Saturday, August 29, 2009

Walker's Message Behind The Message

Every Friday, Scott Walker (actually, it's probably one of his lackeys or interns) sends out a piece of propaganda which he calls the "Executive Update." In every "Executive Update" he has a short column called "Message from County Executive Walker."

This week's is kind of funny, if one knows what's really going on.

He starts with:
A good chunk of my time this week (as it has been for weeks) was spent with department heads and constitutional officers as we work to put together the 2010 county budget. We started out with a $90 million gap because of pension and health care costs; decreases in real estate transfer fees, sales tax collections and earnings on investments; and cuts in state aid.
This is the same guy that claims that this year we had a $15 million deficit. It turned out to be a bunch of hooey, and now the County could have up to a $5 million surplus. If he lied about it this year, why should we believe him about next year's budget?

The next paragraph reads:
In addition, I am working on a new way to promote economic development in the county - along with maintaining our public safety programs and finding ways to protect core safety net programs.
Walker hasn't done anything to protect safety net programs before, why would he start now? It's always been the County Board that has had to reinstate the services Walker had cut, whether he had the ability to or not.

Two other things about that tiny paragraph. One, it would have been a lot easier to promote economic development if he hadn't filled that role with his unqualified campaign lackeys before abolishing the position in itself. It's hard to sell a product (in this case, Milwaukee County) if you don't have a qualified salesman.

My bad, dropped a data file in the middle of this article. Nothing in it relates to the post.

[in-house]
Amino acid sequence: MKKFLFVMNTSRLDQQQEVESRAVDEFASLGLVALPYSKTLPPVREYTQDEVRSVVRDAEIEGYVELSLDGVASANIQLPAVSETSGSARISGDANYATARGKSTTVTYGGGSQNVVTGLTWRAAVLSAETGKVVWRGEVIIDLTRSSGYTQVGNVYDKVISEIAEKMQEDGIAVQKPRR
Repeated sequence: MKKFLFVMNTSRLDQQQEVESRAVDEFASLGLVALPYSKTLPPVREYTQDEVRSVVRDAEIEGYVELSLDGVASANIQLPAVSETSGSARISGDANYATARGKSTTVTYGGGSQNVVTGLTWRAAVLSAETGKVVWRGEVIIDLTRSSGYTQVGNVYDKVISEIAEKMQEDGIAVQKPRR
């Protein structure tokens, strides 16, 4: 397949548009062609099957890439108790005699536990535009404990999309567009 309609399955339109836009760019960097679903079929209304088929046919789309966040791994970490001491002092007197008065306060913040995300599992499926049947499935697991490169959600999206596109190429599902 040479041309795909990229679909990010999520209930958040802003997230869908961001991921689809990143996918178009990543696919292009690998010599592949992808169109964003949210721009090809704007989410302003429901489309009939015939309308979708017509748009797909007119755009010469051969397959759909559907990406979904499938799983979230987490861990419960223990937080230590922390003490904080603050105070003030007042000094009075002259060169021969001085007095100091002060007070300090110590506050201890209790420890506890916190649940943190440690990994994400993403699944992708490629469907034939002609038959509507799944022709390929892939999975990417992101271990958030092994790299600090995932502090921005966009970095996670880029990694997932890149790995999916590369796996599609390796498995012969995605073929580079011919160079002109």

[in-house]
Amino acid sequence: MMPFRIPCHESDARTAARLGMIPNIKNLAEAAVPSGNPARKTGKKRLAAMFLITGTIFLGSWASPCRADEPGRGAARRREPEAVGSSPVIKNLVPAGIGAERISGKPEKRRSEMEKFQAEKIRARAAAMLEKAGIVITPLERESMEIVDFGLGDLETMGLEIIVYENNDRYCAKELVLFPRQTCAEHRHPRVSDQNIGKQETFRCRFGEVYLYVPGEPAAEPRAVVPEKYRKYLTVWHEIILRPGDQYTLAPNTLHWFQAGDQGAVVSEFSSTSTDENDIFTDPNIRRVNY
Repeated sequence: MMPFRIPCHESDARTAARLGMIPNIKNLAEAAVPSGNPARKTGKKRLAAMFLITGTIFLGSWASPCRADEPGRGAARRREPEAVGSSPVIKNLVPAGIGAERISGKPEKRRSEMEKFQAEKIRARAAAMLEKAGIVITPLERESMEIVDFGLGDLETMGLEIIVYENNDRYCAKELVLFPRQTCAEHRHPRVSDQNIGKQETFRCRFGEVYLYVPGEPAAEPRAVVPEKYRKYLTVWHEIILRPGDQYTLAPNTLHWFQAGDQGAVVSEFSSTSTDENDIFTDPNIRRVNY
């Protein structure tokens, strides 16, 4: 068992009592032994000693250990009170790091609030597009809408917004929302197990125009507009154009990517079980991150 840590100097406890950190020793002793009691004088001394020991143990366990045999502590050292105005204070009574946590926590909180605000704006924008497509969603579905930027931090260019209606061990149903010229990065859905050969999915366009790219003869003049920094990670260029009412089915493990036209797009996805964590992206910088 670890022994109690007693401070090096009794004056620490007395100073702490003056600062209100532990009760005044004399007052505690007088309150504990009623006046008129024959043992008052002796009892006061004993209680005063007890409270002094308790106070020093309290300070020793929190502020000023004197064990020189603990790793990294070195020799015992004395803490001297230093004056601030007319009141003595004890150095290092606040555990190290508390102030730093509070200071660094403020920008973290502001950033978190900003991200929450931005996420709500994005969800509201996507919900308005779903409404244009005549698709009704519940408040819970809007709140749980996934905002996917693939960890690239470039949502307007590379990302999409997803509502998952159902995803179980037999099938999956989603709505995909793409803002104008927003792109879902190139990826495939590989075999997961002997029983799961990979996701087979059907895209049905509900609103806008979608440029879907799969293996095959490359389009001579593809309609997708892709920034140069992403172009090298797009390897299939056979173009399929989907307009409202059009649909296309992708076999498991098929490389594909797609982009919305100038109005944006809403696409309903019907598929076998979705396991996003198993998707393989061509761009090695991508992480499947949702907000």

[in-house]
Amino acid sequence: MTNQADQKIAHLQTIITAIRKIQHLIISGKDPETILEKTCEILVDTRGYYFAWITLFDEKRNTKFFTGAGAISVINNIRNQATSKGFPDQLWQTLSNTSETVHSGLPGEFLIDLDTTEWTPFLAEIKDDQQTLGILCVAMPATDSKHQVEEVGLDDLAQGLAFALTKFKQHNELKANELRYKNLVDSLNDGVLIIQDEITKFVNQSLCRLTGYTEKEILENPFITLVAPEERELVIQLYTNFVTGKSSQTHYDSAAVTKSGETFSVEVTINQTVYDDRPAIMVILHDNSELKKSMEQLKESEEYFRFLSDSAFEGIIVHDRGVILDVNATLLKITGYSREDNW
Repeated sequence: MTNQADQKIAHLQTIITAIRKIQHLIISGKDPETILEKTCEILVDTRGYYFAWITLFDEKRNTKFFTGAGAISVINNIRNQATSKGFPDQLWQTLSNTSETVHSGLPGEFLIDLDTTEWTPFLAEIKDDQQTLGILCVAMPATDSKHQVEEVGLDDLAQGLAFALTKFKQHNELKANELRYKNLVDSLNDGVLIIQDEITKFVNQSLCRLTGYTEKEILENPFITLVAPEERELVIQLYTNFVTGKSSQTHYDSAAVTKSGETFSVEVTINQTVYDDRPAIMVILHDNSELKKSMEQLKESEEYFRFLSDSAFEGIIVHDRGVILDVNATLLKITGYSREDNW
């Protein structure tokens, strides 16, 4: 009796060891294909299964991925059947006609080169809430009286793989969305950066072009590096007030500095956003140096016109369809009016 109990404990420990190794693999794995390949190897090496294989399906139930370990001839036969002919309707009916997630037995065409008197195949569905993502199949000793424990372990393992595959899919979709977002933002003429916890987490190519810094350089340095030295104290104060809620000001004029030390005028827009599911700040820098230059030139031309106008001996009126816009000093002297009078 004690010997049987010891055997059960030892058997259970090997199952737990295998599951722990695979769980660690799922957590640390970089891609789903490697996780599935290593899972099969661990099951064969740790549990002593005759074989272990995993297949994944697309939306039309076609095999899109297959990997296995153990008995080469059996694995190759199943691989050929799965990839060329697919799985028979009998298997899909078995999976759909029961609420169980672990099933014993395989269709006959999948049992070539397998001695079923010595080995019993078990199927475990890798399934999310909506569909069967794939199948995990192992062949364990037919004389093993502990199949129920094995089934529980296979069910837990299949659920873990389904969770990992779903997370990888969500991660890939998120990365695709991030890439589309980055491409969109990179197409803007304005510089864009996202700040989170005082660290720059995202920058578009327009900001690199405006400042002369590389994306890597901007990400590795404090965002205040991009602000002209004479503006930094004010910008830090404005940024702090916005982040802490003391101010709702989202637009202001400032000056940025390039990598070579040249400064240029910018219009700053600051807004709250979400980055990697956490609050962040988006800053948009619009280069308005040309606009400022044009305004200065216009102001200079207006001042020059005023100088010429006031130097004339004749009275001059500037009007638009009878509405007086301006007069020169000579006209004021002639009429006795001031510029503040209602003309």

The other item of interest is Walker has put a request to the employees and to municipal leaders for ideas on how to cut costs. He is in a bind because even if he cut every single non-mandated item, like buses and parks, it might not be enough to meet his stated budget goals. For example, he is considering cutting all aid for the homeless shelters, burying the indigent, and hurting almost every other non-mandated service that goes to the most vulnerable, and it is still about $4 million dollars short of his desired budget cut. The fact remains, he will either have to again prove himself incompetent, by having more departments taken away from his control, like with the Income Maintenance Program, or he will have to raise taxes, which he has promised not to do.

The last paragraph is this:
Clearly, we need to hold the line on property taxes - as too many people and companies are headed into bankruptcy and foreclosure (higher taxes will drive even more into those areas). Also, we need to insure that we are not using one-time fixes to balance the budget (as this will make for an even tougher budget in 2011).
He claims to have held the line on taxes, yet Milwaukee County is still high in unemployment and in foreclosures, especially in the inner city. While real leaders like Governor Doyle, Mayor Barrett and the County Board have gone past him to get stimulus dollars to help our situation, and have shown to be able to actually make things better, all Walker has offered is pipe dreams that are both unrealistic and wouldn't help in the first place.

He sure talks a nice talk. Too bad that he can't follow it up with anything of substance.


  1. Chris,

    Doyle is a real leader? They guy signed a budget that will increase our taxes by 2 billion dollars! Walker, on the other hand, finishes with budget surpluses.

    Honestly, what sort of logic are you using?

  2. Aaron,

    The best budget year during Walker's tenure is the one he had nothing to do with, by vetoing it in its entirety. Every year, the County Board has to repair what he would ruin.

    You also forget the hundreds of millions of dollars of undone maintenance work.

    Doyle might have raised taxes, but he did so openly. Apparently you also forget that Walker wanted to tax toddlers and rob senior citizens. Are you really OK for a sneak thief?

    But most importantly, Doyle took the problems head on. Walker continues to abdicate his duties. That is the difference. Doyle leads, even if unpopular, Walker runs away.